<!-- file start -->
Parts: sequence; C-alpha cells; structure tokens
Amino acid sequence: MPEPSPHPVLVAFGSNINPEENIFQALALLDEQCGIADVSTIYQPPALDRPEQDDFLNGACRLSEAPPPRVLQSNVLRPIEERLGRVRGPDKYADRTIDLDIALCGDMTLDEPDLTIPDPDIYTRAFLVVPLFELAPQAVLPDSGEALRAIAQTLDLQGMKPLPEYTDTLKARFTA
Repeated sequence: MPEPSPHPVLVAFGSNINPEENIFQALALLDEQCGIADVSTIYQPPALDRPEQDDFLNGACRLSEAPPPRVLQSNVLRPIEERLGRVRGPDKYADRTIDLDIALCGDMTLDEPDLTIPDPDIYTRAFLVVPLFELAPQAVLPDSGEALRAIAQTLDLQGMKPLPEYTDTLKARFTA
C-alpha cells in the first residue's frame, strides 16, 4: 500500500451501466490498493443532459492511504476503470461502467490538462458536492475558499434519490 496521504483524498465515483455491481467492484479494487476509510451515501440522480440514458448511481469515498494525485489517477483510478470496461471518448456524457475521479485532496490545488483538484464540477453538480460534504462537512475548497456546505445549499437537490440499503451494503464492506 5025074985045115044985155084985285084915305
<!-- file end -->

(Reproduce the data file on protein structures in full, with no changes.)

Parts: sequence; C-alpha cells; structure tokens
Amino acid sequence: MPEPSPHPVLVAFGSNINPEENIFQALALLDEQCGIADVSTIYQPPALDRPEQDDFLNGACRLSEAPPPRVLQSNVLRPIEERLGRVRGPDKYADRTIDLDIALCGDMTLDEPDLTIPDPDIYTRAFLVVPLFELAPQAVLPDSGEALRAIAQTLDLQGMKPLPEYTDTLKARFTA
Repeated sequence: MPEPSPHPVLVAFGSNINPEENIFQALALLDEQCGIADVSTIYQPPALDRPEQDDFLNGACRLSEAPPPRVLQSNVLRPIEERLGRVRGPDKYADRTIDLDIALCGDMTLDEPDLTIPDPDIYTRAFLVVPLFELAPQAVLPDSGEALRAIAQTLDLQGMKPLPEYTDTLKARFTA
C-alpha cells in the first residue's frame, strides 16, 4: 500500500451501466490498493443532459492511504476503470461502467490538462458536492475558499434519490 496521504483524498465515483455491481467492484479494487476509510451515501440522480440514458448511481469515498494525485489517477483510478470496461471518448456524457475521479485532496490545488483538484464540477453538480460534504462537512475548497456546505445549499437537490440499503451494503464492506 5025074985045115044985155084985285084915305